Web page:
AP Finally Launches NewsRight... And It's Righthaven Lite?

from the really? dept

A few years back, the Associated Press announced plans to try to DRM the news, with an announcement that was mostly astounding for its technical cluelessness. It took nearly three years, but the project (now officially spun off from the AP -- who is still the largest shareholder) has been announced as "NewsRight," and is being described as an attempt to get bloggers and aggregators to pay up for "profiting" off the work of the AP or the other newspaper partners of NewsRight (including the NYT, McClatchy and others). Of course, the devil is in the details, and no matter how many details I read, this whole thing still doesn't make any sense at all.

At best, it appears to be Righthaven Lite. It doesn't sound like they'll totally pull a Righthaven, where their first move is to sue, but rather (from the various vague descriptions) it sounds like NewsRight will be going around simply trying to get blogs and aggregators to buy a license. But here's the thing: on what legal basis? That's the part that's not clear. Much of what blogs and newspapers do is simply not infringing (even if the AP likes to pretend it is). There may be some extreme cases where there is infringement, but most standard cases seem like classic fair use. And that's where it gets worrisome that this turns into a legal shakedown -- whereby sites are pressured to pay up just to avoid a legal fight, no matter how strong the legal position of these sites might be.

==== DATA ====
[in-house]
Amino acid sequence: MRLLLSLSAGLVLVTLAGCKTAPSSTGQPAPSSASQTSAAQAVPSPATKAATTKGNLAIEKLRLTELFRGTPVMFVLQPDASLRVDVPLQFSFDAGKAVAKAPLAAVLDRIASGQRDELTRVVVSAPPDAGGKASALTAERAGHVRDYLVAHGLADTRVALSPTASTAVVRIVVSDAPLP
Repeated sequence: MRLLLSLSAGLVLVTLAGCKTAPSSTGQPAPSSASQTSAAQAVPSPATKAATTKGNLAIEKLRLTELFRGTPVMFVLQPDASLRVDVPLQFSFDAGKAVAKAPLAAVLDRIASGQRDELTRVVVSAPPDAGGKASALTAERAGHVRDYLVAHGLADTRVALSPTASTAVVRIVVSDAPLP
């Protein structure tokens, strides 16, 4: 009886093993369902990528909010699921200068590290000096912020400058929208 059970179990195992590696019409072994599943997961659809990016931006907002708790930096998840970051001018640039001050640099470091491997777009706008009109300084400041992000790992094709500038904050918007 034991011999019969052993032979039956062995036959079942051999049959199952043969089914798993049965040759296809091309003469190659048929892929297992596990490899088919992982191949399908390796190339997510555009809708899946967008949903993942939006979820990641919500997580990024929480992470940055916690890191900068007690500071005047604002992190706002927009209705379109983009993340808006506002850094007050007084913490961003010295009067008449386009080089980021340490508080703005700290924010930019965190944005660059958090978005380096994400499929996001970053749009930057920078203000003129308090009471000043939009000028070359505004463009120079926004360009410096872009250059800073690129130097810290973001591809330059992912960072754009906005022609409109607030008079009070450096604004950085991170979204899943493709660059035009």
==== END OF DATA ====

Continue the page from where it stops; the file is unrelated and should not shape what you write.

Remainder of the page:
But, much more to the point, nothing in this plan appears to be about adding value. That's the key way to determine if a business model is heading in the right direction, or if it's really just someone trying to "free ride" on the work of someone else. NewsRight appears to be the worst kind of free rider, honestly. They're not adding any value -- they're just demanding people pay up to avoid a negative cost (the legal threat). Also telling? The company admits that half the staff is... lawyers, and that appears to include the company's CEO. When your 11-person company employs multiple full-time lawyers, you're not innovating. You're abusing the law. This seems like a complete disaster in the making -- and not because "information wants to be free." But because NewsRight doesn't appear to provide anything of actual value to sites. All it does is carry a big stick around and say, "pay us if you don't want to get whacked." I'm sure some sites will pay, but it's difficult to see how this adds anything of value to the world.
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Filed Under: aggregators, bloggers, journalism
Companies: associated press, newsright

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  1. icon
    Planespotter (profile), 11 Jan 2012 @ 2:24am

    Re: EU worse

    Spain did their version of SOPA because the US pressured them into it.

    The main reason we British watch what happens in the US is to see what stupid laws our own politicians are planning to create next. They see what you do and then either on their own or by pressure try and do the same things here.

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